What is Fox Sports 1? According to their website FAQ it is ‘FOX Sports 1 is a new national 24-hour multi-sport cable channel being launched by FOX on August 17, 2013’. The short answer though is that it is ESPN, ESPN2 or ESPNU from the guys at Fox.
For those in the know, and especially those of us who have cut the cord from traditional cable, dish and IPTV providers due to the ever increasing costs and the inability to purchase only by the content I want to watch, the loss of ESPN is one of the main hurdles to cord cutting.
Broadcast isn’t a problem if you live in an area that has Over-The-Air (OTA) signal reception or Aereo as a service but ESPN is a real problem since the network is so large and features so many top games on its cable-only networks.
ESPN requires users to have a current account with a cable or IPTV or dish provider in order to stream their content live to a phone, tablet or tv receiver (Roku, AppleTV, etc). This is a real sore point since I, and most of my cord-cutting companions would gladly pay ESPN the $6-10 per month required to watch their networks - including the commercials! - so I could catch my favorite sports.
Now, fast forward to Fox Sports 1, who is going to be severely behind from the get-go and needs every advantage necessary to increase viewership (which can almost exclusively only come from stealing ESPN eyes). They have a golden opportunity to capture the online, ala-carte, cord-cutting enthusiasts by offering something their chief competitor is unwilling to offer.
So what do they do? They copy ESPN. Their FAQ states ‘When FOX Sports 1 launches in August, we’ll also be releasing FOX Sports GO, a groundbreaking mobile sports experience for iPhone, iPad, Android devices and web. The app will offer more than 1,100 live games and events from across FOX Sports, FOX Sports 1 and FOX Sports’ 22 regional sports networks. It will also have scores, highlights, news, stats and analysis. Access to games and live events will be free to fans who receive their video programming from a participating cable, satellite or telephone company.’
Snooze. Really Fox? You just missed a golden opportunity to become an innovator but instead the new network just attempts to imitate the market leader it is trying to compete with.
It has been almost 10 days now that Time-Warner customers in the New York, Los Angeles and Dallas have been without CBS content. While some of those customers are turning to antennas or alternative services like Aereo where available, most appear to just be waiting on the two media monsters to duel it out.
CBS’s networks include the Showtime and TMC premium channels, as well as Flix and Smithsonian, which are all currently blocked from Time Warner Cable customers.
In looking through the dialogue back and forth between the companies there was a small concession offered by Time-Warner that could have completely changed the media consumption game, but CBS showed once again that most large media content providers still have zero desire to actually make their content available directly to the end consumer without mandating large bundling requirements.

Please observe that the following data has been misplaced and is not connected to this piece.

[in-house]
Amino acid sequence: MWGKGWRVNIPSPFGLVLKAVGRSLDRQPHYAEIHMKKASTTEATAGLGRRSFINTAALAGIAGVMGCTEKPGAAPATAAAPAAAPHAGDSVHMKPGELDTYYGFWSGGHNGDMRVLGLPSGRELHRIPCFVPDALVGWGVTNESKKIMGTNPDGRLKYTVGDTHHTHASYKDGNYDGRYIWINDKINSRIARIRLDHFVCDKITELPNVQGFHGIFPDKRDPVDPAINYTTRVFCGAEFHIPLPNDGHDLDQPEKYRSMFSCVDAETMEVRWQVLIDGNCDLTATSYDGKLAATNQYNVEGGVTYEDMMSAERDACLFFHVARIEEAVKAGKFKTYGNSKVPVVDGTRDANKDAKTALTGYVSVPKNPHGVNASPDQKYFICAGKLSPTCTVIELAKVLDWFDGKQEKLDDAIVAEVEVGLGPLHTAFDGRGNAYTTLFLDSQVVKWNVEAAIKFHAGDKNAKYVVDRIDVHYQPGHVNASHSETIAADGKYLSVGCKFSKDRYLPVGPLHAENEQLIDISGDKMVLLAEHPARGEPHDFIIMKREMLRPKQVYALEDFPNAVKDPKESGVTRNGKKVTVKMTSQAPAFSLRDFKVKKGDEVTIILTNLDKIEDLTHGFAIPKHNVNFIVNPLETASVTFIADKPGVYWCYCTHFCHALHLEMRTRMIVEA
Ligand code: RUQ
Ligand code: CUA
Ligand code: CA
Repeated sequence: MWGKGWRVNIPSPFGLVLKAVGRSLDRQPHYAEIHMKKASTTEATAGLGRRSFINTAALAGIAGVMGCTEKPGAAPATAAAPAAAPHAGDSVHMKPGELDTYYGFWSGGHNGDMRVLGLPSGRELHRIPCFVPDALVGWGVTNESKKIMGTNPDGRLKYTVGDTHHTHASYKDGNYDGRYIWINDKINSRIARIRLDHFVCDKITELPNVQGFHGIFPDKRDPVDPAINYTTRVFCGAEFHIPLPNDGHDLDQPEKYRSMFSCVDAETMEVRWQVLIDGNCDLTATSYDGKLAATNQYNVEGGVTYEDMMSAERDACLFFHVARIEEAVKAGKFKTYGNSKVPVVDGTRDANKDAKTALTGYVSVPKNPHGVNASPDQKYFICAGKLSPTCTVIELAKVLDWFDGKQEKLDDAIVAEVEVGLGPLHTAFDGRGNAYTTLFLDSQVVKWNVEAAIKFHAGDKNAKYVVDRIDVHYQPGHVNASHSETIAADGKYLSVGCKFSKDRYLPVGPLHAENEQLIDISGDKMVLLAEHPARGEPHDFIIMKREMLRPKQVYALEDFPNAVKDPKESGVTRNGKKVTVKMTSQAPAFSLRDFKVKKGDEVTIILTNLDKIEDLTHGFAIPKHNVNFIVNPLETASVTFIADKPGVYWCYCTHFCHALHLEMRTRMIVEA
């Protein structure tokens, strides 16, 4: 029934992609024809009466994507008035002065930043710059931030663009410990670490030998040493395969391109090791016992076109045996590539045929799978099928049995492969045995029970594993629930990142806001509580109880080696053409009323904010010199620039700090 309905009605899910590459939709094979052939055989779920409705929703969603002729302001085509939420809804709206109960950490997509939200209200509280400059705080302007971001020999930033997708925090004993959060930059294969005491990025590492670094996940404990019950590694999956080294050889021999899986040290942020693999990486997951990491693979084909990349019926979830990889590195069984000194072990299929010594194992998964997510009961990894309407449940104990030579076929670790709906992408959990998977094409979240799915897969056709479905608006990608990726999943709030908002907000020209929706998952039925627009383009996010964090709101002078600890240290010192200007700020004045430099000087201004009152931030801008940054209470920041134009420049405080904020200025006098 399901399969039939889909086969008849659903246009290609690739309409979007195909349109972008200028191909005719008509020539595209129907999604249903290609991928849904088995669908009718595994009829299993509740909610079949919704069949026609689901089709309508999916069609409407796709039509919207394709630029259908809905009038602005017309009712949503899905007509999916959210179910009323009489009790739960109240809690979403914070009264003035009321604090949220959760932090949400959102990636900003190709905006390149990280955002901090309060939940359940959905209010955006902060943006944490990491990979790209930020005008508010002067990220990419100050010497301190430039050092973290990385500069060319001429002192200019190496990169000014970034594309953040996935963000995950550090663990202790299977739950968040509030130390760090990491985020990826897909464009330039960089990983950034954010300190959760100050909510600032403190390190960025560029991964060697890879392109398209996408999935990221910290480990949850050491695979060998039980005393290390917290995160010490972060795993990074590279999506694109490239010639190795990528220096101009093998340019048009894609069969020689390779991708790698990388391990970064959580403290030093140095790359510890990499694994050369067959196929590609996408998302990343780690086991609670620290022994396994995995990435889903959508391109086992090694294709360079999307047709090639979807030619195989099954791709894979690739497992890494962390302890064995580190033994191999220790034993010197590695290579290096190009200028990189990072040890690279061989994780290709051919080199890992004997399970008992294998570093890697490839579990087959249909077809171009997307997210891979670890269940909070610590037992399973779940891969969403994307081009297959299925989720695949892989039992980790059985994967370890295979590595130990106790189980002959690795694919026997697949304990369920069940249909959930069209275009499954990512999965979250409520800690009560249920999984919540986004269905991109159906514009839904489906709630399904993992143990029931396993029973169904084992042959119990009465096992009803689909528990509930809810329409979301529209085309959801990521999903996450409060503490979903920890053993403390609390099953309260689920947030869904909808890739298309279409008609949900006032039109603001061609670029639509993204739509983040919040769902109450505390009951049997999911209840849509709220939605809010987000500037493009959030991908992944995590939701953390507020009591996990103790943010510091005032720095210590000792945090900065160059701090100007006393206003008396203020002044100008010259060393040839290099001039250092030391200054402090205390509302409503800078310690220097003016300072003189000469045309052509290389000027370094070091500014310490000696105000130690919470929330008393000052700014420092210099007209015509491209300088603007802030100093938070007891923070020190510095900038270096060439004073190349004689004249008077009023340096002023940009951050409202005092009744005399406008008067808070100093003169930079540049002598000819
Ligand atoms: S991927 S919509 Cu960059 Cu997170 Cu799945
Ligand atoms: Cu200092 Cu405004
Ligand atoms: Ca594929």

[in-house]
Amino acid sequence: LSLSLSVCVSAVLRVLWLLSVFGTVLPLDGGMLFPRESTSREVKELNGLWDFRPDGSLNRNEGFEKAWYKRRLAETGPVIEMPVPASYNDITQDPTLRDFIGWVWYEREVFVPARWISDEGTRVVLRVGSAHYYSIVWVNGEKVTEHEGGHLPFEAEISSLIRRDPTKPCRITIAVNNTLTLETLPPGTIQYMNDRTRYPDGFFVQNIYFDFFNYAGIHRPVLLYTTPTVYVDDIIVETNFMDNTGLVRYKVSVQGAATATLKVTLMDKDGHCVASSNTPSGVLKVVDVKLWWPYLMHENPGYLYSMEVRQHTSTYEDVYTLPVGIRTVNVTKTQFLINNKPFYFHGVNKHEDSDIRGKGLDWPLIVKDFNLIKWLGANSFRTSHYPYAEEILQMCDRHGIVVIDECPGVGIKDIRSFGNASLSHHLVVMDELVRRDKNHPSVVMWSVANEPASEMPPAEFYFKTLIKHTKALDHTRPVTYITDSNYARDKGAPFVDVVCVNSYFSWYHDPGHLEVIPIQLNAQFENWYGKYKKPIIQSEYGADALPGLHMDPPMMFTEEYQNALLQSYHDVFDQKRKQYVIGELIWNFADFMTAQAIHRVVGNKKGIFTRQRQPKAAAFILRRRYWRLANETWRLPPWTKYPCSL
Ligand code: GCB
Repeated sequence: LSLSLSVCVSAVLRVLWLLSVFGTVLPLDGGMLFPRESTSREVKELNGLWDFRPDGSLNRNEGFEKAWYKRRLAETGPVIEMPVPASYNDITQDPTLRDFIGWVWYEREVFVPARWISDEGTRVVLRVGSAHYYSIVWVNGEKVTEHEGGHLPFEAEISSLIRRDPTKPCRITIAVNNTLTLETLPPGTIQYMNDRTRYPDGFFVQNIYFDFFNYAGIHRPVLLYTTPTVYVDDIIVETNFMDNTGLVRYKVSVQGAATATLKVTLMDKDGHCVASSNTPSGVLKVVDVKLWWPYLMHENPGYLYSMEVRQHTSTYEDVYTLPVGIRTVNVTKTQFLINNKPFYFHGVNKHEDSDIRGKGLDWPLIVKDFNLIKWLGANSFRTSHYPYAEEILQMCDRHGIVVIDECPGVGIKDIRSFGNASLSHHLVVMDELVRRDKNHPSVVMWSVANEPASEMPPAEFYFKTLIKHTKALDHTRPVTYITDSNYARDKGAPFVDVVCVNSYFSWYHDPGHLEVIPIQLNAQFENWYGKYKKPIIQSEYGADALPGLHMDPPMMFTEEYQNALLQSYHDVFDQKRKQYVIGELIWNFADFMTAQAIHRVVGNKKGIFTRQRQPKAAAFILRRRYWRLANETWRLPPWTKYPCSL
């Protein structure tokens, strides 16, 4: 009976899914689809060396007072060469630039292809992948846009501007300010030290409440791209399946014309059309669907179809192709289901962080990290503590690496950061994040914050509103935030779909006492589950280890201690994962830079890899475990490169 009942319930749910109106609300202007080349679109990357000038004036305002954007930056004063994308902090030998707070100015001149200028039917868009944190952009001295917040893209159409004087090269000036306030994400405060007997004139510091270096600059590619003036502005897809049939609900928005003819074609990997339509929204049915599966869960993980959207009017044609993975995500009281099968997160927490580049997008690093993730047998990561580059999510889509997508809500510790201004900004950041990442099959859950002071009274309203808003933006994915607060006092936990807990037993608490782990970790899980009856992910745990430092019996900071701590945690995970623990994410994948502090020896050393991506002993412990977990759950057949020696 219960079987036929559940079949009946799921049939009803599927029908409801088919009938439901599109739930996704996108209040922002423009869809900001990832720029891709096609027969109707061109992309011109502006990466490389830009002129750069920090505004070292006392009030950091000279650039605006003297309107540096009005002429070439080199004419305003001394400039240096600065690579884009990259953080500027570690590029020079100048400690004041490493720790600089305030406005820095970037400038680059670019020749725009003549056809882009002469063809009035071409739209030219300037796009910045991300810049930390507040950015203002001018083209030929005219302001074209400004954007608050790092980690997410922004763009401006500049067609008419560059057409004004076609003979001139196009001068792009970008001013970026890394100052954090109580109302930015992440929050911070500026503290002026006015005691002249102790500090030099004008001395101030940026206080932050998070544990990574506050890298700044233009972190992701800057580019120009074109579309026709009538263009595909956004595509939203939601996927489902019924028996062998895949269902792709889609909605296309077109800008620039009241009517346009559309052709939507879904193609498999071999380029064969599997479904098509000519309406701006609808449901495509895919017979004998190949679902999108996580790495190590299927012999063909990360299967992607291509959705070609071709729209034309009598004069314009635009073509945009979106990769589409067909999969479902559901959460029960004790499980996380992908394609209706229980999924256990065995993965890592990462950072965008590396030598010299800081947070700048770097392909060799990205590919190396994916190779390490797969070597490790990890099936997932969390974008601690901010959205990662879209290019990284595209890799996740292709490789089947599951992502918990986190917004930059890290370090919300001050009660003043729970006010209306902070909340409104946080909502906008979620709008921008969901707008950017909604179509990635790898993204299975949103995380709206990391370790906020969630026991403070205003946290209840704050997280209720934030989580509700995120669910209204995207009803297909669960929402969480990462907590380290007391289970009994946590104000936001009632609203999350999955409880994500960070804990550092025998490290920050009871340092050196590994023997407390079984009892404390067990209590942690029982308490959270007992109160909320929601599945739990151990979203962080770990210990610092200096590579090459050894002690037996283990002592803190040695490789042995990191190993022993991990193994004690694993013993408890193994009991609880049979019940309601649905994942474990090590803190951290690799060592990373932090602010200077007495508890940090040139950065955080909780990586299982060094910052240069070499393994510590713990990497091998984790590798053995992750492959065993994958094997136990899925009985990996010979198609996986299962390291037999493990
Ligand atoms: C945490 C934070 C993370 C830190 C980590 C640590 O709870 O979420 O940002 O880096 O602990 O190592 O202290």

Time-Warner Chief Executive Officer Glenn Britt told CBS CEO Les Moonves that he would resume CBS programming if stations are made available individually to customers. Subscribers could then choose which channels they wanted at a separate price for each, and the money would go directly to CBS. “This way, rather than our debating the point, we would allow customers to decide for themselves how much value they ascribe to CBS programming,” Britt said in the letter.
CBS immediately called the proposal a “sham” in a follow-up statement. “Anyone familiar with the entertainment business knows that the economics and structure of the cable industry doesn’t work that way and isn’t likely to for quite some time.”
To date, no significant provider of popular content in the United States has made available their content purely ala-carte (save the adult premium channels) via a cable company or direct to the consumer via the PC, tablet or smartphone. HBO does provide this service in the Nordic region of Europe and ESPN does the same for packages like college football in Europe. However, they refuse to offer the same services to US customers.
The cable companies and media providers are eventually going to have to come to terms with the fact that consumers are more and more looking to pay for the content that they want to consume and are not interested in subsidizing hundreds of channels full of C- quality reality shows and home shopping infomercials.
Moonves and CBS had the perfect opportunity to become known as the leader in the new marketplace and let their content stand on its own providing their customers with flexibility and ease of use light years beyond their competitors. Instead they decided against thinking outside the box and leading a revolution to instead pull back into the turtle shell and just keep fighting for the same tired system we have been living with for the last 30 years.
Soon a brave content provider/owner or Internet innovator is going to take the lead (Jeff Bezos, Mark Zuckerberg or Mark Cuban please help!) and when they do the dam is going to burst. When it does CBS will be forced to go along as well becoming a follower instead of an innovator.